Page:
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The Producers

Paper Mill Playhouse opens its season with Mel Brooks' record-breaking musical comedy.

Michael Kostroff (Max), John Treacy Egan (Franz), and David Josefsberg (Leo) in The Producers, directed by Don Stephenson, at Paper Mill Playhouse.
(© Jerry Dalia)

Hamilton may be the craze of 2016, but how quickly we forget the tizzy we were all in 15 years ago when The Producers came to town. It was a 12-time Tony-winning mania that had people booking tickets a year in advance and scrounging the black market for overpriced seats in the rear mezzanine. Sound familiar?

Much of the lightning-in-a-bottle energy surrounding Mel Brooks' musical comedy masterpiece had to do with its original stars, Nathan Lane and Matthew Broderick, who have since gone down in Broadway history as mythic stage partners. Given the show's foregoing reputation (not to mention a film immortalizing Lane and Broderick's performances), Paper Mill Playhouse has issued a tall order to Michael Kostroff and David Josefsberg to fill the shoes of shyster producer Max Bialystock and his wimpy cohort Leo Bloom. Though not exceeding expectations, they (along with the rest of the Paper Mill company) respectably meet the challenge, delivering a Producers that may not capture the show's original magic, but does justice to it with a joyful facsimile that is as "gay" as Mel Brooks could hope for.

The New Jersey theater finds a seasoned Max in Kostroff, who takes his seventh turn as the washed-up "King of Broadway" in this production. With a manner reminiscent of Zero Mostel (star of the original 1968 film) and a talent for physical comedy, he sinks comfortably into Max's disheveled and morally vacant skin. He's the used-car-salesman picture of sleaze, but with the friendly glimmer of an expert con man and a drop of manic aggression, he persuades his anxiety-ridden accountant Leopold Bloom to hide the $2,000 he embezzled from his old-lady investors in his last Broadway flop — a request that leads to Leo's brilliant realization: "You can make more money with a flop than with a hit."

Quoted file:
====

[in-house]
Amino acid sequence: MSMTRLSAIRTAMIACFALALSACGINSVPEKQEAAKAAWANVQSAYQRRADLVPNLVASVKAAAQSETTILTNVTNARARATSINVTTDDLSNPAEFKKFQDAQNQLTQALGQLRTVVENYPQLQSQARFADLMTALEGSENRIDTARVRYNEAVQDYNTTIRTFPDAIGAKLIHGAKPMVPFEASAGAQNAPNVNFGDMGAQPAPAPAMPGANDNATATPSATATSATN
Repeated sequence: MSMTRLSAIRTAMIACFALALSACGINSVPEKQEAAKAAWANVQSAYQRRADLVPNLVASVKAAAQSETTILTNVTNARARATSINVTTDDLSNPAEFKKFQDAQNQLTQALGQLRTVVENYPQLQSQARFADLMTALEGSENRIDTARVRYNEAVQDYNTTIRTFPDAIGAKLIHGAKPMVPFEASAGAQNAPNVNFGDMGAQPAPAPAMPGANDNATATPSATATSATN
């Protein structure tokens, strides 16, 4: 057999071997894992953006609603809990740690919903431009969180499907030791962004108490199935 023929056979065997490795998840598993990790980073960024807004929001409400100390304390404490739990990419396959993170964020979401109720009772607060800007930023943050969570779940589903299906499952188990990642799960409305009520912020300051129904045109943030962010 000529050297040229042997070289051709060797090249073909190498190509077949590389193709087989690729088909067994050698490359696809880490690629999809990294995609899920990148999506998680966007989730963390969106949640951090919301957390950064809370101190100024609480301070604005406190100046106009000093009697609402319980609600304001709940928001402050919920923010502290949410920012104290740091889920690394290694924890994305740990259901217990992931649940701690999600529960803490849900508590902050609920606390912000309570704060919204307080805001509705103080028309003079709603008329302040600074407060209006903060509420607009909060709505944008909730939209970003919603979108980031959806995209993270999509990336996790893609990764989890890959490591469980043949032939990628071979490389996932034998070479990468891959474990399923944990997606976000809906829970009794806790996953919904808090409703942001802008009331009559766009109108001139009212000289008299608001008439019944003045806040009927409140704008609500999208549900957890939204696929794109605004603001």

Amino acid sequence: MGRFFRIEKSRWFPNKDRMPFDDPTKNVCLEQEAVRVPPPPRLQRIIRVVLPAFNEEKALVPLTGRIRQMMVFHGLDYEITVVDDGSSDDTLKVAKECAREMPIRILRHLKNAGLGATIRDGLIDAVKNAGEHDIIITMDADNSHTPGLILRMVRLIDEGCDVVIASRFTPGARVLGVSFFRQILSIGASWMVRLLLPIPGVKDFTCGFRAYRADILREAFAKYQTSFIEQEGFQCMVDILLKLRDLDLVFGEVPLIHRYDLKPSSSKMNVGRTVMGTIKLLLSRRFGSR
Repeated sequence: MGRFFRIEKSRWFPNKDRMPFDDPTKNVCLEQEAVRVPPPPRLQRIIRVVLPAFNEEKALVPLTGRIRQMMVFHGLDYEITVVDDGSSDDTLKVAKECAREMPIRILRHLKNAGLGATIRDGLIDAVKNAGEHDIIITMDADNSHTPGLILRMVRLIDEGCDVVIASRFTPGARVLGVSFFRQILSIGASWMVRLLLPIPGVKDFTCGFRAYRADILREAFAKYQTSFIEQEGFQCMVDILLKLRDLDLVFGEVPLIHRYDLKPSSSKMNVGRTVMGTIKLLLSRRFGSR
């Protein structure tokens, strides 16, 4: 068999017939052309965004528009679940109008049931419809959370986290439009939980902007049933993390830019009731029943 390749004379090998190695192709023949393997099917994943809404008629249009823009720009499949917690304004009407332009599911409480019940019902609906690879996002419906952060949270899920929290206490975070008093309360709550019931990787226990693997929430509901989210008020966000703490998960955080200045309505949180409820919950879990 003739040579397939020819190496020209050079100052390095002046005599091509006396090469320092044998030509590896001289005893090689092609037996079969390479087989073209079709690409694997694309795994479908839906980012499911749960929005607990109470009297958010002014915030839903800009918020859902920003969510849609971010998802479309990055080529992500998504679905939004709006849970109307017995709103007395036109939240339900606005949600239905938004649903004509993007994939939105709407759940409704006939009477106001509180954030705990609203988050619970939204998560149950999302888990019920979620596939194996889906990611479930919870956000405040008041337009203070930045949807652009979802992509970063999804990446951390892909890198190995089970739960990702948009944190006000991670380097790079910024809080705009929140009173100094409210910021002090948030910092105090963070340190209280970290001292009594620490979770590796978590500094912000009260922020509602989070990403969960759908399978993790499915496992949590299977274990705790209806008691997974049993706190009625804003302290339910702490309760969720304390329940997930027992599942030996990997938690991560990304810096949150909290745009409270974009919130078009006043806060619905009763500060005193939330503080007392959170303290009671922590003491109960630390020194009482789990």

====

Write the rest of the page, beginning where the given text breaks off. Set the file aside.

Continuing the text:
Josefsberg makes for a sympathetic Leo, playing the part with its signature meek shuffle and nasal speaking voice, though the actor occasionally trades in some of Leo's subtle humor for more explicit comic antics. The straitlaced numbers man at first declines Max's proposition to join him in producing the biggest flop in Broadway history, but after the fantasy showstopper "I Wanna Be a Producer," Leo decides to make his theatrical dreams come true by putting on the most offensive play in Broadway history: Springtime for Hitler.

The decision leads the pair down a Yellow Brick Road of some of musical theater's most outlandish characters: neo-Nazi playwright Franz Liebkind (a hilariously self-serious John Treacy Egan), cross-dressing director Roger De Bris, who ends up playing a flouncing Adolf Hitler on opening night (a tour de force performance by Kevin Pariseau), and Roger's "common-law assistant" Carmen Ghia (played by the scenery-chewing Mark Price). There's also Ulla, Bialystock and Bloom's beautiful Swedish assistant-receptionist-actress, played by the perfectly cast Ashley Spencer who struts her stuff in her big song-and-dance number, "When You Got It, Flaunt It" (though the monotonous cadence of her pseudo-Swedish dialect loses some of that initial excitement).

From the Rhineland to Little Old Lady Land (featuring Broadway's original Hold-me Touch-me Madeline Doherty who's returned to her walker), The Producers continues to dazzle with its unrestrained design — Paper Mill adopting the Tony-winning costumes by William Ivey Long and sets by Robin Wagner. Susan Stroman's original Tony-winning direction and choreography (implemented by Don Stephenson and Bill Burns, respectively) are also in full effect, complete with singing Nazi carrier pigeons and a Swastika-formation kickline.

This flagrantly offensive humor, Mel Brooks' specialty, never goes out of style — nor does the touching bromance between Leo and Max, which Kostroff and Josefsberg sweetly fold into the garish atmosphere of kick splits and jazz hands. As Ulla wisely proclaims, "People say that modesty's a virtue — but in the theater modesty can hurt you." Honoring its source material, Paper Mill chucks all modesty out the door for this production, going for broke in all the best ways a producer can.

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